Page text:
t was spring at Atlantic Union College. After a cold and gray Massachusetts winter of typically long duration, the campus embraced the advent of spring as only warmth and color-starved people can. Folks ventured out just to feel the sun’s warmth on their upturned faces. They took the shovels off their porches. They pored over garden catalogs. They tasted spring in the very air. They breathed in hope.
As did nature itself. Snow-drops, crocus, and tulips bravely fought their way out of frozen ground. Spring was finally here in force, and forced-indoors bulbs gladly gave way to the real thing just outdoors. Lawns greened, trees budded, plants bloomed, and all across the campus so did young love.
The faithful grounds crew arduously prepared, planted, and tenderly cultivated campus flower beds, and by exam week, right on schedule, glorious crimson tulips stood on tiptoe as together they followed the arc of the sun. Once again, a perfect graduation weekend had been carefully orchestrated. Tests loomed, but the campus was ready.
Then it snowed, a brief but brutal spring snowstorm. As if it weren’t enough that we had to face the exams themselves, we had to trudge through biting winds and furious flurries just to get to them! It nipped spring fever in the bud.
It nipped the spring buds, too. Those lovely spring flowers dropped dead in their tracks. Many didn’t make it, and lay frostbitten, limp, and gray as the leaden skies. The same dedicated grounds crew now hitched up their suspenders and their resolve, and yanked out every dead thing they’d so carefully tended, replanting with truckloads of prebloomed tulips. It wouldn’t do for our visitors to be greeted by the specter of death, or for those deathbeds to form the backdrop for thousands of photographic graduation memories.
The new weather held, so did the newly transplanted tulips, and weekend visitors had no clue of the death-to-life drama that had unfolded just before their arrival.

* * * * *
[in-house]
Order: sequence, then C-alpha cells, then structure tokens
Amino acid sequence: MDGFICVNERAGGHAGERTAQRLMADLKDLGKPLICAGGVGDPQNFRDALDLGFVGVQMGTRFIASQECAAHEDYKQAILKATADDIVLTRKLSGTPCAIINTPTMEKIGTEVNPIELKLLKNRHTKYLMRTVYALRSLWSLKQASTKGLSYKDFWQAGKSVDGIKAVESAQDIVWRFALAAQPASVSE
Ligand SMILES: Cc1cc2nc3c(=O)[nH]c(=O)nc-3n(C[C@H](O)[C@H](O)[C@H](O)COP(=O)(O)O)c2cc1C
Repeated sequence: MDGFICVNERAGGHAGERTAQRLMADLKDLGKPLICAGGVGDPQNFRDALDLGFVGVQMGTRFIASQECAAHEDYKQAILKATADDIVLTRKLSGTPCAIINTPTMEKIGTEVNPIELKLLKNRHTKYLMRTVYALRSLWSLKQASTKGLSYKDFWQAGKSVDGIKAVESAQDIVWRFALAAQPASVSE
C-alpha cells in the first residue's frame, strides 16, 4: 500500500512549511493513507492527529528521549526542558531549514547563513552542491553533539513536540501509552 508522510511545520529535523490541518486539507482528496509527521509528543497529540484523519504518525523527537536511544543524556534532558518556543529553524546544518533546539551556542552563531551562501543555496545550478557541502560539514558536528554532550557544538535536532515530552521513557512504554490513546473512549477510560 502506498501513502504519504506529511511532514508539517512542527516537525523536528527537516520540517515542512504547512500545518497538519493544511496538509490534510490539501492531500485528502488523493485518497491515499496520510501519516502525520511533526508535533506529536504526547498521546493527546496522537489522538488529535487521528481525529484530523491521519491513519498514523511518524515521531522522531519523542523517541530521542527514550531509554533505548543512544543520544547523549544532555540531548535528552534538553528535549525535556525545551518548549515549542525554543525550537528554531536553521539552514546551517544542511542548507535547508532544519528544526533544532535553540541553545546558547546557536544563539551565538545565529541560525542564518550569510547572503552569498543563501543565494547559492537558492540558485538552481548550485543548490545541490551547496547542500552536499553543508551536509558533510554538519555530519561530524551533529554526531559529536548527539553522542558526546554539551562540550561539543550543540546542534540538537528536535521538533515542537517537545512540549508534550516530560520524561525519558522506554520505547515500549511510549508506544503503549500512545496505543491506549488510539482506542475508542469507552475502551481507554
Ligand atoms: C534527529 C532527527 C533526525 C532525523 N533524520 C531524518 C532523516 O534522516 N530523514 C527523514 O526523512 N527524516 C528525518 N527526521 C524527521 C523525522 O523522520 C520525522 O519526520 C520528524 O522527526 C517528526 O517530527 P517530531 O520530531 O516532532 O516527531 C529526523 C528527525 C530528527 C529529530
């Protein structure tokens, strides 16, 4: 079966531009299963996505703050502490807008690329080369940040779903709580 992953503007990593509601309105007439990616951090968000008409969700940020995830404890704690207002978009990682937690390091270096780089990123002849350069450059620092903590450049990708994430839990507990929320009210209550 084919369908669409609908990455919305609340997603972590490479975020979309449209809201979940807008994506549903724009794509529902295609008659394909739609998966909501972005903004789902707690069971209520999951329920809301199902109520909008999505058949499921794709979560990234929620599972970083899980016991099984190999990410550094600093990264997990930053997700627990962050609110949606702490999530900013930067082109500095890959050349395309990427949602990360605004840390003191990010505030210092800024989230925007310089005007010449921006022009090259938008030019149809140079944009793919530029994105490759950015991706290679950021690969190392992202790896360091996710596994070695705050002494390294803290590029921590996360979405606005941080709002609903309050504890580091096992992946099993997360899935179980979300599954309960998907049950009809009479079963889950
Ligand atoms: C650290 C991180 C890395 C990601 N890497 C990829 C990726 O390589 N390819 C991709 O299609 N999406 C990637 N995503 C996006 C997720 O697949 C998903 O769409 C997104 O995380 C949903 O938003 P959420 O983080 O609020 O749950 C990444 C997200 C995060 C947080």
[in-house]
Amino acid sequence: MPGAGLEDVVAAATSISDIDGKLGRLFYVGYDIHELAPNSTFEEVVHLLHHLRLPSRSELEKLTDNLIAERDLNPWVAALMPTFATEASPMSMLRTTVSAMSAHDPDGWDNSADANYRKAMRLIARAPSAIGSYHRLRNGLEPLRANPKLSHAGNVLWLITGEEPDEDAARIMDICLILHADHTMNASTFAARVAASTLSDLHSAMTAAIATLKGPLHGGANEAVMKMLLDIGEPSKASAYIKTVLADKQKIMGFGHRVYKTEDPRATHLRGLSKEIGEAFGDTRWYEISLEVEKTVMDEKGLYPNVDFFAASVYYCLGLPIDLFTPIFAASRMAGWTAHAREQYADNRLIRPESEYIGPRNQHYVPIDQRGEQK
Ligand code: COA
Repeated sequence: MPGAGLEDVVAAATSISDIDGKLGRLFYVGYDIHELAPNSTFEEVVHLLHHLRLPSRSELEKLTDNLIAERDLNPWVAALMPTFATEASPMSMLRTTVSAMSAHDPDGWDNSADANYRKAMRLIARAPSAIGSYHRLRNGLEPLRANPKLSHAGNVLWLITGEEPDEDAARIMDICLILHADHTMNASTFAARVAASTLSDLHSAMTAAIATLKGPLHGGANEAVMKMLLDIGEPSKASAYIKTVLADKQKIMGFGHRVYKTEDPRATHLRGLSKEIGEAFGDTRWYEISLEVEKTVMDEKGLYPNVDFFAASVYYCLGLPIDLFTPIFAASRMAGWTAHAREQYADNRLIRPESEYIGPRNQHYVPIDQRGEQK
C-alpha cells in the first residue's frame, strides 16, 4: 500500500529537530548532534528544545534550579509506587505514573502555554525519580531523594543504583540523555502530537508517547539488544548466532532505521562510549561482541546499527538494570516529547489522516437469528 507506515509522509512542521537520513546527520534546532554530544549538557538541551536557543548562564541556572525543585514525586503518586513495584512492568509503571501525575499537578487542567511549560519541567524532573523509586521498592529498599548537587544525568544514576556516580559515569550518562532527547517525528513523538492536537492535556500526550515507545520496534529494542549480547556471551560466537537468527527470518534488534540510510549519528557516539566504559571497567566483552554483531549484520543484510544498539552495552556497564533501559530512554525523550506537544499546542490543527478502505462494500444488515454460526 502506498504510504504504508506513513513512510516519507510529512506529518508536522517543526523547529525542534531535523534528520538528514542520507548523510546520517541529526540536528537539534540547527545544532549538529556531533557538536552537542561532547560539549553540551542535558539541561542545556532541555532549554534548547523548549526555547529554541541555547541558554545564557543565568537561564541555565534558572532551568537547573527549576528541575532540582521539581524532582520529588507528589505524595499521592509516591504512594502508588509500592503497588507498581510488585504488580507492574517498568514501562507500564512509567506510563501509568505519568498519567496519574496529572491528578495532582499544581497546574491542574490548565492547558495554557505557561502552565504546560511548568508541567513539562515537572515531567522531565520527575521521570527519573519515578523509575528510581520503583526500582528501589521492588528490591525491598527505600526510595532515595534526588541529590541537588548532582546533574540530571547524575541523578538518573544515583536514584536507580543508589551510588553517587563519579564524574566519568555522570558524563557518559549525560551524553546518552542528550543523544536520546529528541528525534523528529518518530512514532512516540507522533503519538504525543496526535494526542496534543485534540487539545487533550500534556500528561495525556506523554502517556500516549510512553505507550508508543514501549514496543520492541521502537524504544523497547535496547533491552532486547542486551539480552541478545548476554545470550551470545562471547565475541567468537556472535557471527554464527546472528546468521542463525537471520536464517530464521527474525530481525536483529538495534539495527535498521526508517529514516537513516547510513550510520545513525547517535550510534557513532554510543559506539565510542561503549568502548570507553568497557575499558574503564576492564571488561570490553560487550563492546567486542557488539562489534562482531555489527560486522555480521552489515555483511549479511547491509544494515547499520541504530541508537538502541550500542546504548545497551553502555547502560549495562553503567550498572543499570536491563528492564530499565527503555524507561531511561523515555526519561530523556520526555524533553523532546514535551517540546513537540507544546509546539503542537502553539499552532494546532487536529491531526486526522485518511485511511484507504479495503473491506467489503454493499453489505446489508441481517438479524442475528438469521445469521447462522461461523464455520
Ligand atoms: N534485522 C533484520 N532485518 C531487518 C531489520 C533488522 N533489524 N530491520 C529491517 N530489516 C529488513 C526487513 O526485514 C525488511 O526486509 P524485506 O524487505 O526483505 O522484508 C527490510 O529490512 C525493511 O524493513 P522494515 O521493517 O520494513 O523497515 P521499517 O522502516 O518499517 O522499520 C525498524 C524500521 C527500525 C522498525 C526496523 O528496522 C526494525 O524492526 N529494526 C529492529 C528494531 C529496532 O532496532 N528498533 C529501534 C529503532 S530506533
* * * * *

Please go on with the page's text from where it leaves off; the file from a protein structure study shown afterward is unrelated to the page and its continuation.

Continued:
You know, you can do everything right in your efforts to raise your children in the nurture and admonition of the Lord. You can see that precious seeds are sown early in life. You can cultivate, tend, weed (oh, how we need to weed!), fertilize, and in every way humanly possible, encourage your young crops’ growth.
There comes a time, however, when they need to be standing on their very own tiptoes. Tests and storms will come that are out of your control. Some plants will sustain damage, and some of that damage will be heavy. Warm, young hearts will turn old and cold. You’ll be tempted to feel that all you’ve done has been in vain, to fear that nothing can take root in those dry hearts again.
But you’d be forgetting the Master Gardener! He created man out of the very dust of the first garden and breathed into him the breath of life. Is it any harder for Him to re-create your precious child? He’s got a crew of caretakers in every church, school, and community who are dedicated to giving your child a new start, who are daily hitching up their resolve to keep on loving them, come what may. They’ve seen the coldest hearts thaw, hopeless spirits revived, tearful families reunited.
God can make a way for your wayward child, too, so don’t give up. He never will.
Valerie N. Phillips is the associate director of the women’s residence hall at Andrews University, Berrien Springs, Michigan (U.S.A.), where she has ministered to collegiate women for more than 25 years.